ASBOs no substitute for effective policing
norman dennis, 22 October 2004
Crime and anti-social behaviour are amongst the most serious problems we face. Quite apart from the financial costs of vandalism and rowydism, the inability of the forces of law and order to guarantee to law-abiding citizens the right to go about their business without let or hindrance is blighting thousands of lives. If people are too afraid to go out of their houses, or to visit public places like shops or parks, they are suffering a real diminution of their quality of life.
The government’s response to this has been the creation of the ASBO – the anti-social behaviour order. So confident are they of its effectiveness that much has recently been made of a programme to increase the number of ASBOs issued. However, there is little reason for this confidence.
As a means of containing and preventing anti-social behaviour, ASBOs are of very limited use. First of all, local authorities have not been willing to issue very many of them, in spite of promptings from above. This is partly because the people affected by yobbish behaviour are often too terrified to give evidence which could lead to them being attacked. Secondly, when issued they are not always effective because there are not the resources to make sure they are observed, and in any case, our criminal justice system is seriously skewed towards giving everyone umpteen chances, rather than enforcing threatened penalties.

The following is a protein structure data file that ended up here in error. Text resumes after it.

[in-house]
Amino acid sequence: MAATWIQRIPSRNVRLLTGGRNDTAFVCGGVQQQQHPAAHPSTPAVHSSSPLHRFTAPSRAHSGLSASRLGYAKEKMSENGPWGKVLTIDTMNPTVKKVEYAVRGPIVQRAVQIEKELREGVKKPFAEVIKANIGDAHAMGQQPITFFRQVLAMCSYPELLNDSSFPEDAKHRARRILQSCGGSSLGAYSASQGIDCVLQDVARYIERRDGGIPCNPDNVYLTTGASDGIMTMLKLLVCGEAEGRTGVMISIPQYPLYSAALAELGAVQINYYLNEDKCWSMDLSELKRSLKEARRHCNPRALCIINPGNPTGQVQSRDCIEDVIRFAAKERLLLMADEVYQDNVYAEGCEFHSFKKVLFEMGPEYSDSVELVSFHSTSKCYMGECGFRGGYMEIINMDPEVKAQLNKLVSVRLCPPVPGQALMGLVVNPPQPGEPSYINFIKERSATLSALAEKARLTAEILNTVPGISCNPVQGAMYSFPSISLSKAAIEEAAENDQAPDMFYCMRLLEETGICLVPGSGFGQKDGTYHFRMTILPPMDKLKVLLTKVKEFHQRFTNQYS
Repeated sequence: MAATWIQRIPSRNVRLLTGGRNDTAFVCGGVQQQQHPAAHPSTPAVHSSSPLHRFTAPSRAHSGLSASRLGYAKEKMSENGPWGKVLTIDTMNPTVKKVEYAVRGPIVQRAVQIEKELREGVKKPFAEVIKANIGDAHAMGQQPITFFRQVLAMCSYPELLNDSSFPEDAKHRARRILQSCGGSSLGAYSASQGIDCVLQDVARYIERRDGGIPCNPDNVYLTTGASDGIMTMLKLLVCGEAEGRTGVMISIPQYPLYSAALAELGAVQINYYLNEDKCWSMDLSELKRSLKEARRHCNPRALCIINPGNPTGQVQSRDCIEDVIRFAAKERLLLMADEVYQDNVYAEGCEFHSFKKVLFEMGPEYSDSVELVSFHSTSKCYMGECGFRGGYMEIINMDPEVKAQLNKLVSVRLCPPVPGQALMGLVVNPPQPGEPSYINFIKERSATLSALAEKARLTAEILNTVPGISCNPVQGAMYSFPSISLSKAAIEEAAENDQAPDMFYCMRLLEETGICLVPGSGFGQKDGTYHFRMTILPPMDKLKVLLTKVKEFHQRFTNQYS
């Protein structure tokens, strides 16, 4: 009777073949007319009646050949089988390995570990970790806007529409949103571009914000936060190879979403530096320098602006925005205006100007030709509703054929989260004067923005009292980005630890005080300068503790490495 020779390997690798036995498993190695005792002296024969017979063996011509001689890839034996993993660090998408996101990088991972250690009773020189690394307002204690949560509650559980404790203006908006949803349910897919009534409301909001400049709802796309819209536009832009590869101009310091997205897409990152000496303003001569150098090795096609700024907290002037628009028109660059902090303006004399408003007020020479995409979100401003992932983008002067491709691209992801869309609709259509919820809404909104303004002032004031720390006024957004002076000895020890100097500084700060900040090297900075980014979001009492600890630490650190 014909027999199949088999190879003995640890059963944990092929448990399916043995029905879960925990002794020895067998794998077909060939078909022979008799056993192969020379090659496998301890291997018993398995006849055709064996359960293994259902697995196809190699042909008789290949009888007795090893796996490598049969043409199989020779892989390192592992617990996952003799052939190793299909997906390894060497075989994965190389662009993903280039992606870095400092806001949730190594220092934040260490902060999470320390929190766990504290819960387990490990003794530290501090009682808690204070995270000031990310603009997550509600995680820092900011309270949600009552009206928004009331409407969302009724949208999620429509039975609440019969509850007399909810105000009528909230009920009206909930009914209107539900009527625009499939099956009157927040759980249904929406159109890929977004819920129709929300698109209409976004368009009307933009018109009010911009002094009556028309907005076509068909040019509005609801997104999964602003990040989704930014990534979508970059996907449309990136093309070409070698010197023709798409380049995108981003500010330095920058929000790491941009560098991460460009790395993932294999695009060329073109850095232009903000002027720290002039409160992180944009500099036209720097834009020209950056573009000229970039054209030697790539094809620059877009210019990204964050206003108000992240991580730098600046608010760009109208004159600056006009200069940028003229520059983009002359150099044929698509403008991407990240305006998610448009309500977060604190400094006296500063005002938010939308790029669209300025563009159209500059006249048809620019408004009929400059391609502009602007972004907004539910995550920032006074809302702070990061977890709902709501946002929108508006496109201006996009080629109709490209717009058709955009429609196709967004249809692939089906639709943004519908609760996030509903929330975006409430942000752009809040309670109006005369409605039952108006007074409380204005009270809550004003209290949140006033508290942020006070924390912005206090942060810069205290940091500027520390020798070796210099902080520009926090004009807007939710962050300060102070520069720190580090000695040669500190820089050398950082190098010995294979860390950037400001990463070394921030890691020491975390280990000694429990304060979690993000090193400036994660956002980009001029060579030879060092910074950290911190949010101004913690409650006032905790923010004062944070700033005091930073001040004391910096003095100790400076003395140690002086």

The fact is, ASBOs just illustrate the tendency of politicians to make up new laws and procedures to conceal the fact that they are presiding over systems that don’t work, but could work if some real effort were put into solving the problem. The sort of behaviour covered by ASBOs is already covered by the criminal law. Threatening behaviour is an offense. So is being drunk and disorderly in public. So is racial abuse. So is vandalism. The police have all the powers they need to deal with this sort of behaviour as soon as it manifests itself, and long before it becomes an established pattern in an area. They don’t do it because we have abandoned the idea of low-level community policing, nipping in the bud the sort of behaviour that will almost inevitably develop into serious crime.
Today’s Daily Mail reports on a family who have terrorised not only their neighbours but also – incredibly – the police. An ASBO has been taken out against mother, father and three sons, banning them from associating even with each other, and banning them from going into the police station. This is because their behaviour is so threatening to the police that one of the sons threatened to kill a policeman who was questioning him about burglaries. Surely these are the very people who should be in the police station – preferably in the cells. If the police are too scared to tackle them, does anyone really think that the unfortunate officers of the local authority, charged with enforcing ASBOs, will be able to do it?
We need more policeman, on the beat, enforcing the full panoply of laws that we have on the statute book. We don’t need any more PR-orientated initiatives from the Home Office designed to make us think that crime is at ‘historically low levels’.